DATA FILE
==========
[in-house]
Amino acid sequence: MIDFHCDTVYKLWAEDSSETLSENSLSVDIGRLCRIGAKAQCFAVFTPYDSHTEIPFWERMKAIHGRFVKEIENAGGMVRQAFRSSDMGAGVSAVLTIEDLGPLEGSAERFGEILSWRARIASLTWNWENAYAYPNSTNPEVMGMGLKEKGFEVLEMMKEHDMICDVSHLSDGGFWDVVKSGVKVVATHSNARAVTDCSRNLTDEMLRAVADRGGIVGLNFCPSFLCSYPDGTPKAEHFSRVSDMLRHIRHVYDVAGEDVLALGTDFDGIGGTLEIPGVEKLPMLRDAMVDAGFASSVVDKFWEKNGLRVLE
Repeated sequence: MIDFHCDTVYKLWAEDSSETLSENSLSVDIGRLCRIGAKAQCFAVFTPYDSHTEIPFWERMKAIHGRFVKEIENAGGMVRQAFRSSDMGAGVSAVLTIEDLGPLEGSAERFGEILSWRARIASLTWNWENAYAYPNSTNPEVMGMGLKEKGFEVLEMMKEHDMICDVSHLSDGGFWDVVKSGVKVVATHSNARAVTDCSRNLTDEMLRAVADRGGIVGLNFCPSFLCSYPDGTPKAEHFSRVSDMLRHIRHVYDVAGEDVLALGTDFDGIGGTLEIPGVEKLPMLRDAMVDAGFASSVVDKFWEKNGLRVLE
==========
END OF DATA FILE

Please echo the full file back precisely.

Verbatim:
[in-house]
Amino acid sequence: MIDFHCDTVYKLWAEDSSETLSENSLSVDIGRLCRIGAKAQCFAVFTPYDSHTEIPFWERMKAIHGRFVKEIENAGGMVRQAFRSSDMGAGVSAVLTIEDLGPLEGSAERFGEILSWRARIASLTWNWENAYAYPNSTNPEVMGMGLKEKGFEVLEMMKEHDMICDVSHLSDGGFWDVVKSGVKVVATHSNARAVTDCSRNLTDEMLRAVADRGGIVGLNFCPSFLCSYPDGTPKAEHFSRVSDMLRHIRHVYDVAGEDVLALGTDFDGIGGTLEIPGVEKLPMLRDAMVDAGFASSVVDKFWEKNGLRVLE
Repeated sequence: MIDFHCDTVYKLWAEDSSETLSENSLSVDIGRLCRIGAKAQCFAVFTPYDSHTEIPFWERMKAIHGRFVKEIENAGGMVRQAFRSSDMGAGVSAVLTIEDLGPLEGSAERFGEILSWRARIASLTWNWENAYAYPNSTNPEVMGMGLKEKGFEVLEMMKEHDMICDVSHLSDGGFWDVVKSGVKVVATHSNARAVTDCSRNLTDEMLRAVADRGGIVGLNFCPSFLCSYPDGTPKAEHFSRVSDMLRHIRHVYDVAGEDVLALGTDFDGIGGTLEIPGVEKLPMLRDAMVDAGFASSVVDKFWEKNGLRVLE